In all of the talk about HEM some important details have been lost. For instance, some labor leaders and activists--and we have covered this on this blog--have done well in speaking out against HEM and have won some positive changes and more PEBB meetings. This is all for the good. Also, HEM has to be seen in the context of larger changes coming to public employee and Oregon healthcare over the next decade. We will see a more integrated system evolving if the Republicans and the economic crisis don't completely gut healthcare first. In the long run HEM could evolve into something positive that creates more skilled jobs and grows the public sector in positive ways. Right now it pretty much sucks.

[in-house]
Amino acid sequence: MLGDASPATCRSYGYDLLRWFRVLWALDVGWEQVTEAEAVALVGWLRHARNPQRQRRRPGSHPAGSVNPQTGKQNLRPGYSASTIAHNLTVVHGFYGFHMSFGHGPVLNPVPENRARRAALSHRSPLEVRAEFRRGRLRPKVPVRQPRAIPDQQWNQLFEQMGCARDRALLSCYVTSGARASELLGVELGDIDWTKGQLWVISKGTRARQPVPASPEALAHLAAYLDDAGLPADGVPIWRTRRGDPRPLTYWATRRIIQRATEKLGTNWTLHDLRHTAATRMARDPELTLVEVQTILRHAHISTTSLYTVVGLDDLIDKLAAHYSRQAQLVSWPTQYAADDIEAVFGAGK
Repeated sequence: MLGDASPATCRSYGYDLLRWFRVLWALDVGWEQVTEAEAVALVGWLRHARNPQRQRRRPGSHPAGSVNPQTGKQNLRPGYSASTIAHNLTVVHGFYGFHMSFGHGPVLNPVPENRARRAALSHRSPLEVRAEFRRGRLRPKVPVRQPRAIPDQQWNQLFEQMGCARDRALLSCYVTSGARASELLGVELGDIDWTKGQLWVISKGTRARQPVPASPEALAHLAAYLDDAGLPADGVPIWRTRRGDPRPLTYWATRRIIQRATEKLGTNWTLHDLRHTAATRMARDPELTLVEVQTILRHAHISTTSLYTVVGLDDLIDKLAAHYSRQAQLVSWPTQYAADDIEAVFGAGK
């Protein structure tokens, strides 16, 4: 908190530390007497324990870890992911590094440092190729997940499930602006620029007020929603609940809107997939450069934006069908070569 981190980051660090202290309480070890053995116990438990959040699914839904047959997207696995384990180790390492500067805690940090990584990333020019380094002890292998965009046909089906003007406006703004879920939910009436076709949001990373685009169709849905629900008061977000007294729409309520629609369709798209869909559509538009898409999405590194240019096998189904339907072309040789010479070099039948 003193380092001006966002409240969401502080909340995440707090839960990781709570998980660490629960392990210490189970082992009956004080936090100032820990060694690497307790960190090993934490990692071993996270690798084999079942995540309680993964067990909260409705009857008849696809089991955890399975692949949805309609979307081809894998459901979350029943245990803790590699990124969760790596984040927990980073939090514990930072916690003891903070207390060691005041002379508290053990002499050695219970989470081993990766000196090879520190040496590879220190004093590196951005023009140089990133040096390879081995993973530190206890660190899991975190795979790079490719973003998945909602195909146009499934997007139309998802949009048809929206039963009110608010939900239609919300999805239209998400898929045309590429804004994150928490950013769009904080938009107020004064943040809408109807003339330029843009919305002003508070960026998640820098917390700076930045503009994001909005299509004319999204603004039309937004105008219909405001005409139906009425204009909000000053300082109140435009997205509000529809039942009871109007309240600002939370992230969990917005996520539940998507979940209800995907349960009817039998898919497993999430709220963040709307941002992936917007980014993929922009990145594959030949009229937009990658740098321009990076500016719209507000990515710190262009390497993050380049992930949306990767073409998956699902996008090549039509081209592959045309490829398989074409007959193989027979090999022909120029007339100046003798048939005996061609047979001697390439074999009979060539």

What do socialists have to say about HEM? Read our blog. We oppose anything which rests on compulsion by the bosses, be they public or private sector. We oppose anything which divides workers, or has the potential to, as HEM does. We support the eloquent voices which have risen to publicly oppose HEM from among the workers. We supported the passage of the Local 503 DAS contract because it was a step forward and because it was not linked to HEM. We support the most integrated of all healthcare systems--national healthcare. We hope that in two years public workers will lead a united strike and win back what has been lost.
October 21, 2011
Retiree Leader: Social Security COLA Announcement Clouded by Looming Threat on Capitol Hill
“Super Committee” Considering Drastic Cut to Future Benefits
For Immediate Release
October 19, 2011